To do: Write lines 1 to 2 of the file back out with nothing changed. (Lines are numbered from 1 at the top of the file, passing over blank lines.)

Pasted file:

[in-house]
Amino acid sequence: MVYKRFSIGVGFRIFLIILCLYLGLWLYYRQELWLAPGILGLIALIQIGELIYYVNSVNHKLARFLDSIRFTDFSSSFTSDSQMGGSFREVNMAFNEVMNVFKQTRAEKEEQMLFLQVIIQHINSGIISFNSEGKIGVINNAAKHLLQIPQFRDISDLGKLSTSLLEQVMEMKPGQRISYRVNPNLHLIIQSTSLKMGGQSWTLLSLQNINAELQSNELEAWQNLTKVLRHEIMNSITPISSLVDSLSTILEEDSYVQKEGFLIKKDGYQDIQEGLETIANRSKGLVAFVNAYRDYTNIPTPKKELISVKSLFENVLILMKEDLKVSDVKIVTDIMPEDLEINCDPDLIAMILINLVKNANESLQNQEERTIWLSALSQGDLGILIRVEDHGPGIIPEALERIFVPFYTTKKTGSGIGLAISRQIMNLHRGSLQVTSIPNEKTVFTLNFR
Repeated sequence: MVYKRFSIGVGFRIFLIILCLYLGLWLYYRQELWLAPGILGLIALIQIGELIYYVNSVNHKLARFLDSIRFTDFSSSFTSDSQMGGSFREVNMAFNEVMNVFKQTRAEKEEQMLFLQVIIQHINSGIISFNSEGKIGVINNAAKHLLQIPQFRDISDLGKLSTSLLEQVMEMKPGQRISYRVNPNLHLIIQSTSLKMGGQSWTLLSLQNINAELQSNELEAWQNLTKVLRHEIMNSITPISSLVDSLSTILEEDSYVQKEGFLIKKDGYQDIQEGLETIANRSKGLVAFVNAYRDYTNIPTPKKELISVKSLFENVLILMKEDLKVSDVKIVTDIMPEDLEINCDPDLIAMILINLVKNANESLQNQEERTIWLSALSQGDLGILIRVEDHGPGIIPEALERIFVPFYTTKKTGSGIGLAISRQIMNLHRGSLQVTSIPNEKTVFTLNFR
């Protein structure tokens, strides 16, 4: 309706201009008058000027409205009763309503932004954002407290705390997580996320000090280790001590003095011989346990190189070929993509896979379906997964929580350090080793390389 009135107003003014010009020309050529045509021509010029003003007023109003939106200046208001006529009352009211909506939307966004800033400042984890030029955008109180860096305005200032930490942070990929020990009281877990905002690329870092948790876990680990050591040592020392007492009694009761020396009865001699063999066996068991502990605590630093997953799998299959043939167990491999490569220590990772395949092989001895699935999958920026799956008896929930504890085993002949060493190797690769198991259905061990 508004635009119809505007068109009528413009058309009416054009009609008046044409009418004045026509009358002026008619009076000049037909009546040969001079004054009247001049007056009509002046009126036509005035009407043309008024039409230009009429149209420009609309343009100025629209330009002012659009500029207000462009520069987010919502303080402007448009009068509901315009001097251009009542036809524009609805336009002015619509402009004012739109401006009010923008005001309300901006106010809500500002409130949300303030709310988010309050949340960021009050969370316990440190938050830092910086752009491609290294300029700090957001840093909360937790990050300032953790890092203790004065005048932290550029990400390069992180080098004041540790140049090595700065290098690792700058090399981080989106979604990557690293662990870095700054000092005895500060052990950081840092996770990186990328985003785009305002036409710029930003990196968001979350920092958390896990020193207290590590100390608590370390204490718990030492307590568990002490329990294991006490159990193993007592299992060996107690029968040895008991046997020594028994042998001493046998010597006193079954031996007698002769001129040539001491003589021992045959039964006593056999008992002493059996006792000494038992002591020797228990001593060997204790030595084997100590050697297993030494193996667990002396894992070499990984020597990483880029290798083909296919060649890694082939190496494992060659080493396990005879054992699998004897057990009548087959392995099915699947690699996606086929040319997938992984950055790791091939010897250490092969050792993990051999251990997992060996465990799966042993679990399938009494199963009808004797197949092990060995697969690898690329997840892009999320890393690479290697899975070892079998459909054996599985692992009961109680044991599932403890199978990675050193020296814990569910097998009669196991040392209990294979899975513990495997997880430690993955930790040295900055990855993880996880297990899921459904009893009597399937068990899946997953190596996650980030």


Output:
[in-house]
Amino acid sequence: MVYKRFSIGVGFRIFLIILCLYLGLWLYYRQELWLAPGILGLIALIQIGELIYYVNSVNHKLARFLDSIRFTDFSSSFTSDSQMGGSFREVNMAFNEVMNVFKQTRAEKEEQMLFLQVIIQHINSGIISFNSEGKIGVINNAAKHLLQIPQFRDISDLGKLSTSLLEQVMEMKPGQRISYRVNPNLHLIIQSTSLKMGGQSWTLLSLQNINAELQSNELEAWQNLTKVLRHEIMNSITPISSLVDSLSTILEEDSYVQKEGFLIKKDGYQDIQEGLETIANRSKGLVAFVNAYRDYTNIPTPKKELISVKSLFENVLILMKEDLKVSDVKIVTDIMPEDLEINCDPDLIAMILINLVKNANESLQNQEERTIWLSALSQGDLGILIRVEDHGPGIIPEALERIFVPFYTTKKTGSGIGLAISRQIMNLHRGSLQVTSIPNEKTVFTLNFR